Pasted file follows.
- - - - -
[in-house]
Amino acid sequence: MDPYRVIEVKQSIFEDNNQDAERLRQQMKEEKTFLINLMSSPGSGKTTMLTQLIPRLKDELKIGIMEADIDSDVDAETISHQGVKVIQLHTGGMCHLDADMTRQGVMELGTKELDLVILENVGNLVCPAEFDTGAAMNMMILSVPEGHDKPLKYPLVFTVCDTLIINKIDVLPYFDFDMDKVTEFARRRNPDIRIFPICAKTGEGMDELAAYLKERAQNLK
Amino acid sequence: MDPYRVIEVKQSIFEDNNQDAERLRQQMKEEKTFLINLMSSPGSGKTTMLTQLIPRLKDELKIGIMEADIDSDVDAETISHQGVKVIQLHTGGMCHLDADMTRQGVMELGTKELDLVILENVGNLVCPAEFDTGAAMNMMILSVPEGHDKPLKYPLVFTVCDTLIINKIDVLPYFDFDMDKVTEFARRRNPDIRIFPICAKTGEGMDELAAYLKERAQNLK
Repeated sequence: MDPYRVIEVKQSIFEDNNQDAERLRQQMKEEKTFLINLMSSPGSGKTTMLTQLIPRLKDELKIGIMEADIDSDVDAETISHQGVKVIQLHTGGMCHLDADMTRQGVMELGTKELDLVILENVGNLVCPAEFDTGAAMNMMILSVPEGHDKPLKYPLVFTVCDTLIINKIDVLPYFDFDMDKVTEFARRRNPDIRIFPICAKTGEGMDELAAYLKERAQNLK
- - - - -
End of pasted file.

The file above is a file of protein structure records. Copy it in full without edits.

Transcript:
[in-house]
Amino acid sequence: MDPYRVIEVKQSIFEDNNQDAERLRQQMKEEKTFLINLMSSPGSGKTTMLTQLIPRLKDELKIGIMEADIDSDVDAETISHQGVKVIQLHTGGMCHLDADMTRQGVMELGTKELDLVILENVGNLVCPAEFDTGAAMNMMILSVPEGHDKPLKYPLVFTVCDTLIINKIDVLPYFDFDMDKVTEFARRRNPDIRIFPICAKTGEGMDELAAYLKERAQNLK
Amino acid sequence: MDPYRVIEVKQSIFEDNNQDAERLRQQMKEEKTFLINLMSSPGSGKTTMLTQLIPRLKDELKIGIMEADIDSDVDAETISHQGVKVIQLHTGGMCHLDADMTRQGVMELGTKELDLVILENVGNLVCPAEFDTGAAMNMMILSVPEGHDKPLKYPLVFTVCDTLIINKIDVLPYFDFDMDKVTEFARRRNPDIRIFPICAKTGEGMDELAAYLKERAQNLK
Repeated sequence: MDPYRVIEVKQSIFEDNNQDAERLRQQMKEEKTFLINLMSSPGSGKTTMLTQLIPRLKDELKIGIMEADIDSDVDAETISHQGVKVIQLHTGGMCHLDADMTRQGVMELGTKELDLVILENVGNLVCPAEFDTGAAMNMMILSVPEGHDKPLKYPLVFTVCDTLIINKIDVLPYFDFDMDKVTEFARRRNPDIRIFPICAKTGEGMDELAAYLKERAQNLK